Small business: Exporting - John Thorman

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John Thorman is Managing Director of TMF Group New Zealand

John Thorman is Managing Director of TMF Group.
John Thorman is Managing Director of TMF Group.

With operations in more than 80 countries, TMF Group provides outsourced business services that enable clients to operate seamlessly across borders. TMF takes on the role of the back office, leaving NZ businesses to focus on their core business and their global ambition.

How international is TMF and how does it help exporting firms?

We have a presence in more than 80 countries around the world, and we are wholly-owned and independent. It is our focus to provide specialised and business-critical financial, corporate secretarial and human resource administrative services; we help to reduce risk, control costs and simplify operations.By giving a single point of contact no matter where you operate, we reduce the time you need to spend on compliance. Our independence means we are free to work with your auditors, advisors or banks without creating any conflicts of interest in corporate governance or local regulatory restrictions. It also means we can provide a range of services which most international accounting and legal firms cannot offer - including banking and payroll settlements, company representation, local directors and fiscal representation with the tax authorities.

Where can companies go wrong when arriving in another country?

We've seen all too often, examples of companies who have just not set up right in a new country, or who didn't realise the extent of government regulation in that new market. For example, you need to make sure you have a provider who will file your taxes on time in Thailand - otherwise you may find your director has an arrest warrant issued for failing to file. Elsewhere, you need to make sure you have a provider that files your statutory accounts on time otherwise you may find you're not eligible to bid on a potential client's request for proposal (RFP) as you are not compliant with local regulations.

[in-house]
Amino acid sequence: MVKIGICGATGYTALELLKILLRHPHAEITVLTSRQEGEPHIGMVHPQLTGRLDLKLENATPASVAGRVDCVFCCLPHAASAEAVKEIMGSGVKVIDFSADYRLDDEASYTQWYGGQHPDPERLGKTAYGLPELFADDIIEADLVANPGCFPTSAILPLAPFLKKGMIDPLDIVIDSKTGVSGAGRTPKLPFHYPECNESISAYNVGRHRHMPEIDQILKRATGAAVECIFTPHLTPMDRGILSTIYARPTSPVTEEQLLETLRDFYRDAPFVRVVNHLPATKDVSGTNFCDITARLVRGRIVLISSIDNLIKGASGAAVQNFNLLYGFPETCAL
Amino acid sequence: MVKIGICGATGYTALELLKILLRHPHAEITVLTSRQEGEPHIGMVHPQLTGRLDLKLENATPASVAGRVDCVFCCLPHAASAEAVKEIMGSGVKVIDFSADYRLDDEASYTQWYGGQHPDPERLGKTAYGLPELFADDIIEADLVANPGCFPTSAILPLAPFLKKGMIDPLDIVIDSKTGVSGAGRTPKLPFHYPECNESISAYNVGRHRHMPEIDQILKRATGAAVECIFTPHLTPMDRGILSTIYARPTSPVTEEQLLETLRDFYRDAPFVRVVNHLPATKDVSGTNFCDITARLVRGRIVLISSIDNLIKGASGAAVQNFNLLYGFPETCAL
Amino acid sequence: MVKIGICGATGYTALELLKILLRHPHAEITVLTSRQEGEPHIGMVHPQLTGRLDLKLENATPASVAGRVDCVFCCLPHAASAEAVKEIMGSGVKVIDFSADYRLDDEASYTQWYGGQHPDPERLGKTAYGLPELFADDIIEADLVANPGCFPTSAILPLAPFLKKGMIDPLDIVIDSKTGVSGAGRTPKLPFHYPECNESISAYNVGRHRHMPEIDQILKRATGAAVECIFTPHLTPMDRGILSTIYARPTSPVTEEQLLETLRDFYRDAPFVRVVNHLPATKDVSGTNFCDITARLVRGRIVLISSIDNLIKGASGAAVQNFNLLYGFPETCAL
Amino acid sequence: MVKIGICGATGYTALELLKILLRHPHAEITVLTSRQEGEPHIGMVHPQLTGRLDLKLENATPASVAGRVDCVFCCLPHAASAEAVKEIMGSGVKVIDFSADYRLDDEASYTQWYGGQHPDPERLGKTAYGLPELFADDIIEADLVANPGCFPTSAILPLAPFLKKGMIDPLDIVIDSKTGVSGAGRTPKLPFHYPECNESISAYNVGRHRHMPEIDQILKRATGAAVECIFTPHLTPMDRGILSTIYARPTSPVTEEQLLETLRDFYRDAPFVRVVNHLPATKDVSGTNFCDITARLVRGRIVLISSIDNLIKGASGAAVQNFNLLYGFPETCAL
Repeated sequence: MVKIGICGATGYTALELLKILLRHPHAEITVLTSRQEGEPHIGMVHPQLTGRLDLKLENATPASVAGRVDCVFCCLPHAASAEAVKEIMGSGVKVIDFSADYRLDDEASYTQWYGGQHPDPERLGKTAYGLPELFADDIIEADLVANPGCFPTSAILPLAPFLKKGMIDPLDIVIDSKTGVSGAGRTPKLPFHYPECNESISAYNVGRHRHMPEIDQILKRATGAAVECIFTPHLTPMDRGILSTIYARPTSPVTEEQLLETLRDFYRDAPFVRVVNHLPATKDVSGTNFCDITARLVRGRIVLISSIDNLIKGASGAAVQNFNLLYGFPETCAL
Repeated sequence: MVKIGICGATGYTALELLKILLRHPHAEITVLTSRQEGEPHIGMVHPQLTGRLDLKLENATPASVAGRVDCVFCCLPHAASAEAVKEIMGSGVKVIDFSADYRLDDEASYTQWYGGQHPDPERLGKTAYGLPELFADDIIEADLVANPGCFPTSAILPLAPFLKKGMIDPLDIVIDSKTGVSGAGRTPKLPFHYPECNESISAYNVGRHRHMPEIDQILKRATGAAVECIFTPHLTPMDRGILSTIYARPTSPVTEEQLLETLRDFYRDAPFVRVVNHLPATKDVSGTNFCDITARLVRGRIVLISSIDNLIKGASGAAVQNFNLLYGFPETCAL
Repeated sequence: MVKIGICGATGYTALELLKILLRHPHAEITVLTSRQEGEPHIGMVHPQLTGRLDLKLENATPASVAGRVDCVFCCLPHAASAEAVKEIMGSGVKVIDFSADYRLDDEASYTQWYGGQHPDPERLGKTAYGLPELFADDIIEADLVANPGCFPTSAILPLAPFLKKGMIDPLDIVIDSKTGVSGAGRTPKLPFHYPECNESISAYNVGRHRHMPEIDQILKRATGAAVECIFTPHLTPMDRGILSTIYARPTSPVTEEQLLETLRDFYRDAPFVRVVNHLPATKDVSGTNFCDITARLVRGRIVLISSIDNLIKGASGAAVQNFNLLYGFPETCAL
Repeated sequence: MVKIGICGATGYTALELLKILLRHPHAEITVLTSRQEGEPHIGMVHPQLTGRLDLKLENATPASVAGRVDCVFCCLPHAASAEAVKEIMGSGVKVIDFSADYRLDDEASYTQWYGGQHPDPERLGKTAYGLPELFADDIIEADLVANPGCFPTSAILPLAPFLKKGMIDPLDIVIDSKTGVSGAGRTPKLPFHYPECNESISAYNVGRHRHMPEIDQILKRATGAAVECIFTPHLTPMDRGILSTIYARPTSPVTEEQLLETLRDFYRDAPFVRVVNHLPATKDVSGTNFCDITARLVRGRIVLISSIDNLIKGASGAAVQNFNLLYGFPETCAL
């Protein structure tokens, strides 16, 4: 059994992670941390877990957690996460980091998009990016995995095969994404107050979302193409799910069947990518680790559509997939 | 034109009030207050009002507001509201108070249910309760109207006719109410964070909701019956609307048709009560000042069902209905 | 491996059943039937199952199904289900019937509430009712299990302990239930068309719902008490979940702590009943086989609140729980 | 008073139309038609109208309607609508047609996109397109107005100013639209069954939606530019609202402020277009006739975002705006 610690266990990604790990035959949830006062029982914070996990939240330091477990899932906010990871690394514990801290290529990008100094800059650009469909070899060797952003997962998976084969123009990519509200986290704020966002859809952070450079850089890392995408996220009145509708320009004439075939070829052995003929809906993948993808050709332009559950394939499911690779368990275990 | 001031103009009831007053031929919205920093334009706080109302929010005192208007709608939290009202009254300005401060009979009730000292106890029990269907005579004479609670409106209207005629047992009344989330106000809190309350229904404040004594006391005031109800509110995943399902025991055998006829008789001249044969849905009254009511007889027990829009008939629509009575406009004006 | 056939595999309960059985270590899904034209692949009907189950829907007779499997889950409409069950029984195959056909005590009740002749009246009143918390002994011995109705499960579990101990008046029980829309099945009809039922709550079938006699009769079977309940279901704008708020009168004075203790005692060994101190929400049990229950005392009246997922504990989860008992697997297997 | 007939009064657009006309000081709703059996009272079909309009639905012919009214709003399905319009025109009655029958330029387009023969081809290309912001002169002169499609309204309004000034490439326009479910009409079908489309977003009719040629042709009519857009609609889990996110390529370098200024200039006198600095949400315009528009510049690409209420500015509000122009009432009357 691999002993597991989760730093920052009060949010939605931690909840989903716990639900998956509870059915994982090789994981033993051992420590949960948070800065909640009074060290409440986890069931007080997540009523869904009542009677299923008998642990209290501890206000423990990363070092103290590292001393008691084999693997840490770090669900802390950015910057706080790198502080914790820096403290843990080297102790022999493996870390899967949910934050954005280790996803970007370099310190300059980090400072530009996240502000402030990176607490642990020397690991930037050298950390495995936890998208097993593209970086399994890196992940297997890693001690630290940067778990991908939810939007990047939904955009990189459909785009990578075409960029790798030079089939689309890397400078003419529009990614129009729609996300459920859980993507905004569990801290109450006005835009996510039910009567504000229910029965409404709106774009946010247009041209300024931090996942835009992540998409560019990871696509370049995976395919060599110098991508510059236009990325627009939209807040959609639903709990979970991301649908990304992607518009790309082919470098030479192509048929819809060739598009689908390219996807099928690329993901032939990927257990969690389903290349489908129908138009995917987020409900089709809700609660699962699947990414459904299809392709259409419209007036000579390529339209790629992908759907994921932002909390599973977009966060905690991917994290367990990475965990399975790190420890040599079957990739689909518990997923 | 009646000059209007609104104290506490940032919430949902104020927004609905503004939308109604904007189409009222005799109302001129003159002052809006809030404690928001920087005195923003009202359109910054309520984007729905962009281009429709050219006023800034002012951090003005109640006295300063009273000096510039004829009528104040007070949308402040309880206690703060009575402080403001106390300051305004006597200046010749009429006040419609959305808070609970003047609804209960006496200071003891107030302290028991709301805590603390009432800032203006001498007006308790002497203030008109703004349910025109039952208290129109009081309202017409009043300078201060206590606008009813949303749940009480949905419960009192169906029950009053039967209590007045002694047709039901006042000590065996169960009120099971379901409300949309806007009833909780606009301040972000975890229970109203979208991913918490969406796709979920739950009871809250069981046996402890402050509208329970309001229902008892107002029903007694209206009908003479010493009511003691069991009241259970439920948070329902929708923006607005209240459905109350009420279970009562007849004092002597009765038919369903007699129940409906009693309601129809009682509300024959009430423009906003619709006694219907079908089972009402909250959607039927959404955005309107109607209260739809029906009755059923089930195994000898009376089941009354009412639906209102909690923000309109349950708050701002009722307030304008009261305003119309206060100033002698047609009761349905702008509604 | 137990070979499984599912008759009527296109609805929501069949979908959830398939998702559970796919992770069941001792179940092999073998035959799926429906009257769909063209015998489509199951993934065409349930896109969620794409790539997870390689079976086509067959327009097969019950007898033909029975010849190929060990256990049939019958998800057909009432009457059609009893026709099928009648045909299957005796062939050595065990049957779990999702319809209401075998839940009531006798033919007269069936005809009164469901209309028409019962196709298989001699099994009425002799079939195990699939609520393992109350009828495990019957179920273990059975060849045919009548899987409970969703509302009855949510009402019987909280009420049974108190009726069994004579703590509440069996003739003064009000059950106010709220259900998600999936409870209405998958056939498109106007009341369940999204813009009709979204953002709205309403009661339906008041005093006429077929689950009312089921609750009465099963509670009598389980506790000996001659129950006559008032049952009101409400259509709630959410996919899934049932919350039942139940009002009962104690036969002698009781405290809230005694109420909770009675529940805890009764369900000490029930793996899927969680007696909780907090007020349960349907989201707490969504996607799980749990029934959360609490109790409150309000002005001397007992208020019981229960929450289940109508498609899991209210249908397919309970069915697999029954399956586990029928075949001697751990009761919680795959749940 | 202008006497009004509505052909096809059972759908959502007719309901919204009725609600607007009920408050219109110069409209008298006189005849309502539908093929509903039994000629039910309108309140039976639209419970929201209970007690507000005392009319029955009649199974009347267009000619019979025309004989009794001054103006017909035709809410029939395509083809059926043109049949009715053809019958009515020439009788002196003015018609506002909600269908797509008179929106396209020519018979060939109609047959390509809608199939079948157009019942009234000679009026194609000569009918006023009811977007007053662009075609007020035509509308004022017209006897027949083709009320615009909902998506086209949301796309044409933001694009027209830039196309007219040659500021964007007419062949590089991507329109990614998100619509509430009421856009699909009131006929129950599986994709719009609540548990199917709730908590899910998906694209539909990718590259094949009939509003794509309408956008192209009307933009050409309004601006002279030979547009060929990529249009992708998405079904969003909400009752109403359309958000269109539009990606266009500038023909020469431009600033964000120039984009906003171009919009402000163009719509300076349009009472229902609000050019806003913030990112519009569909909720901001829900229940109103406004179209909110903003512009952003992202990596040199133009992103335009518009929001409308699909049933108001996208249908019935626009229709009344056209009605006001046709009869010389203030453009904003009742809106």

Where have you seen exporting done well among NZ's small businesses?

Generally, exporting is done best when a company has done its research. Don't rush into a new market - take the time and investment to understand the market in which you want to enter. And, of course, make sure you work with trusted, professional service providers.

For a company to really grow revenue in a new country, I believe they need to have employees "in-country" driving business in that new market. It works best that way, instead of trying to sell remotely. You may get a foot in the door if you can find a distributor in the new market, but unless you have someone in-country putting time and effort into pushing that distributor to sell your offering then it may not happen as quickly as you'd like. Any distributor will only sell your product if they are making money, so if they find a more profitable product, they may drop yours or reduce efforts in selling it. In-country support can keep you front of mind.

Next week, we are taking a look at the changing workplace health and safety landscape in corporate New Zealand triggered by the Pike River tragedy. With a new Crown agency, Worksafe NZ, being set up to regulate workplace health and safety by the end of 2013, and much more stringent enforcement measures including heavy fines and corporate manslaughter, it's time all businesses checke that their house is in order.

- NZ Herald

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